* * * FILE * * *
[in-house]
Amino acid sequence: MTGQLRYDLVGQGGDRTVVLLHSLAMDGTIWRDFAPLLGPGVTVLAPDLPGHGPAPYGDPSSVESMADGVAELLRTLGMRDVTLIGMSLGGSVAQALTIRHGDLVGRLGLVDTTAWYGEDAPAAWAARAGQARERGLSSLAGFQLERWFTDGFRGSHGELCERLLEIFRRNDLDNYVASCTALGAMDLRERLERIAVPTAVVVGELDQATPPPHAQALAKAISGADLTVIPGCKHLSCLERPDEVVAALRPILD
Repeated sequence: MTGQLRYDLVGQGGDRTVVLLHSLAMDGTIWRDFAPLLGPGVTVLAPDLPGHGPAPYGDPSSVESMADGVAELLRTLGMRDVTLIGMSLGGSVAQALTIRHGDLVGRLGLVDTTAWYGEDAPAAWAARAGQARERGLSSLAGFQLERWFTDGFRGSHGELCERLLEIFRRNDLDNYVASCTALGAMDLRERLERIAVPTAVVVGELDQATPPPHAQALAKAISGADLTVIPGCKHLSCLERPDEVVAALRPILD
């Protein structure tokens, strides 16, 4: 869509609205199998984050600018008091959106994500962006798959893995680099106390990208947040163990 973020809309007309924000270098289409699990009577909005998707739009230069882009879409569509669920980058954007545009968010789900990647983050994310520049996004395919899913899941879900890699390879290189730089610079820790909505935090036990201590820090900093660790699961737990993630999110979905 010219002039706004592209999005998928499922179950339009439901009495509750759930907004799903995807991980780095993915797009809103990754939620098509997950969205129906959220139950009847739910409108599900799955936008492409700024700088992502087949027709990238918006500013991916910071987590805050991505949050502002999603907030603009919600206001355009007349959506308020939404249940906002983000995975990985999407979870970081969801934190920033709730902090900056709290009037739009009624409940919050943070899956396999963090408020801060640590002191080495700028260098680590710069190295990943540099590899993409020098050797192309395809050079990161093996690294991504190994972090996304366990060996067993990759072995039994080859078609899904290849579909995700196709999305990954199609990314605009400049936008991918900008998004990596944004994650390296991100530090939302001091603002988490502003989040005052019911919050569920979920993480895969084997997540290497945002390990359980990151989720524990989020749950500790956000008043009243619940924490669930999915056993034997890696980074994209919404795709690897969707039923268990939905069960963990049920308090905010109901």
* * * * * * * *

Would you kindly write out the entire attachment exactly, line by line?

[in-house]
Amino acid sequence: MTGQLRYDLVGQGGDRTVVLLHSLAMDGTIWRDFAPLLGPGVTVLAPDLPGHGPAPYGDPSSVESMADGVAELLRTLGMRDVTLIGMSLGGSVAQALTIRHGDLVGRLGLVDTTAWYGEDAPAAWAARAGQARERGLSSLAGFQLERWFTDGFRGSHGELCERLLEIFRRNDLDNYVASCTALGAMDLRERLERIAVPTAVVVGELDQATPPPHAQALAKAISGADLTVIPGCKHLSCLERPDEVVAALRPILD
Repeated sequence: MTGQLRYDLVGQGGDRTVVLLHSLAMDGTIWRDFAPLLGPGVTVLAPDLPGHGPAPYGDPSSVESMADGVAELLRTLGMRDVTLIGMSLGGSVAQALTIRHGDLVGRLGLVDTTAWYGEDAPAAWAARAGQARERGLSSLAGFQLERWFTDGFRGSHGELCERLLEIFRRNDLDNYVASCTALGAMDLRERLERIAVPTAVVVGELDQATPPPHAQALAKAISGADLTVIPGCKHLSCLERPDEVVAALRPILD
């Protein structure tokens, strides 16, 4: 869509609205199998984050600018008091959106994500962006798959893995680099106390990208947040163990 973020809309007309924000270098289409699990009577909005998707739009230069882009879409569509669920980058954007545009968010789900990647983050994310520049996004395919899913899941879900890699390879290189730089610079820790909505935090036990201590820090900093660790699961737990993630999110979905 010219002039706004592209999005998928499922179950339009439901009495509750759930907004799903995807991980780095993915797009809103990754939620098509997950969205129906959220139950009847739910409108599900799955936008492409700024700088992502087949027709990238918006500013991916910071987590805050991505949050502002999603907030603009919600206001355009007349959506308020939404249940906002983000995975990985999407979870970081969801934190920033709730902090900056709290009037739009009624409940919050943070899956396999963090408020801060640590002191080495700028260098680590710069190295990943540099590899993409020098050797192309395809050079990161093996690294991504190994972090996304366990060996067993990759072995039994080859078609899904290849579909995700196709999305990954199609990314605009400049936008991918900008998004990596944004994650390296991100530090939302001091603002988490502003989040005052019911919050569920979920993480895969084997997540290497945002390990359980990151989720524990989020749950500790956000008043009243619940924490669930999915056993034997890696980074994209919404795709690897969707039923268990939905069960963990049920308090905010109901």